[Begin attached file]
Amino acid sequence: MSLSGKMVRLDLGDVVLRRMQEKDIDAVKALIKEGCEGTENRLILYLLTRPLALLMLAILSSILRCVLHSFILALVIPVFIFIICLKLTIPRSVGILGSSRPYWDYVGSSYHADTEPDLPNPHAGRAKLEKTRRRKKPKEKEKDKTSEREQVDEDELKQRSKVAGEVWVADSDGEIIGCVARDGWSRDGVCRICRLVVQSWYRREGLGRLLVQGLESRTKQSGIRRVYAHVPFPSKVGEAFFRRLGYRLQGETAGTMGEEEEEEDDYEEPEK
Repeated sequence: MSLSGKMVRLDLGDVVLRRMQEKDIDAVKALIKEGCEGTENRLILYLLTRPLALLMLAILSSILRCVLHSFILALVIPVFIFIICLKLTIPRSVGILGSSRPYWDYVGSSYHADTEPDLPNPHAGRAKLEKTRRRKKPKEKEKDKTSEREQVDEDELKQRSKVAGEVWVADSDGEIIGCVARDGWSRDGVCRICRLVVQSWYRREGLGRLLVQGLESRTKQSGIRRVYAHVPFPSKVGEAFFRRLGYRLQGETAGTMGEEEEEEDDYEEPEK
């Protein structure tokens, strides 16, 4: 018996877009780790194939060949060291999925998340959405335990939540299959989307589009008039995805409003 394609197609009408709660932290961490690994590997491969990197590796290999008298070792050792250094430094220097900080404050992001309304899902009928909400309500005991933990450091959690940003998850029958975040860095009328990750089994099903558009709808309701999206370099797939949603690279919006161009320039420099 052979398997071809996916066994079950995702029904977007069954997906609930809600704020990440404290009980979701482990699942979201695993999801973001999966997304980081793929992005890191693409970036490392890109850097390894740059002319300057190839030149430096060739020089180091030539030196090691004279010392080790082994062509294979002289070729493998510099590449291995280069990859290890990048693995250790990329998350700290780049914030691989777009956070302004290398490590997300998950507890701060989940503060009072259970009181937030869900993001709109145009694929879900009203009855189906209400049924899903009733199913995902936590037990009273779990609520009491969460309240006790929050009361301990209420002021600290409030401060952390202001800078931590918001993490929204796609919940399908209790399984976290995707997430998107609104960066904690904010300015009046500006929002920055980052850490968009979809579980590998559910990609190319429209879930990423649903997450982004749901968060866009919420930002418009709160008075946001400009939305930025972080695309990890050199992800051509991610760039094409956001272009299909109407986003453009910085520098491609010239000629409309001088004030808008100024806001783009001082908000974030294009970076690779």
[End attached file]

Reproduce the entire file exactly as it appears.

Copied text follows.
Amino acid sequence: MSLSGKMVRLDLGDVVLRRMQEKDIDAVKALIKEGCEGTENRLILYLLTRPLALLMLAILSSILRCVLHSFILALVIPVFIFIICLKLTIPRSVGILGSSRPYWDYVGSSYHADTEPDLPNPHAGRAKLEKTRRRKKPKEKEKDKTSEREQVDEDELKQRSKVAGEVWVADSDGEIIGCVARDGWSRDGVCRICRLVVQSWYRREGLGRLLVQGLESRTKQSGIRRVYAHVPFPSKVGEAFFRRLGYRLQGETAGTMGEEEEEEDDYEEPEK
Repeated sequence: MSLSGKMVRLDLGDVVLRRMQEKDIDAVKALIKEGCEGTENRLILYLLTRPLALLMLAILSSILRCVLHSFILALVIPVFIFIICLKLTIPRSVGILGSSRPYWDYVGSSYHADTEPDLPNPHAGRAKLEKTRRRKKPKEKEKDKTSEREQVDEDELKQRSKVAGEVWVADSDGEIIGCVARDGWSRDGVCRICRLVVQSWYRREGLGRLLVQGLESRTKQSGIRRVYAHVPFPSKVGEAFFRRLGYRLQGETAGTMGEEEEEEDDYEEPEK
């Protein structure tokens, strides 16, 4: 018996877009780790194939060949060291999925998340959405335990939540299959989307589009008039995805409003 394609197609009408709660932290961490690994590997491969990197590796290999008298070792050792250094430094220097900080404050992001309304899902009928909400309500005991933990450091959690940003998850029958975040860095009328990750089994099903558009709808309701999206370099797939949603690279919006161009320039420099 052979398997071809996916066994079950995702029904977007069954997906609930809600704020990440404290009980979701482990699942979201695993999801973001999966997304980081793929992005890191693409970036490392890109850097390894740059002319300057190839030149430096060739020089180091030539030196090691004279010392080790082994062509294979002289070729493998510099590449291995280069990859290890990048693995250790990329998350700290780049914030691989777009956070302004290398490590997300998950507890701060989940503060009072259970009181937030869900993001709109145009694929879900009203009855189906209400049924899903009733199913995902936590037990009273779990609520009491969460309240006790929050009361301990209420002021600290409030401060952390202001800078931590918001993490929204796609919940399908209790399984976290995707997430998107609104960066904690904010300015009046500006929002920055980052850490968009979809579980590998559910990609190319429209879930990423649903997450982004749901968060866009919420930002418009709160008075946001400009939305930025972080695309990890050199992800051509991610760039094409956001272009299909109407986003453009910085520098491609010239000629409309001088004030808008100024806001783009001082908000974030294009970076690779």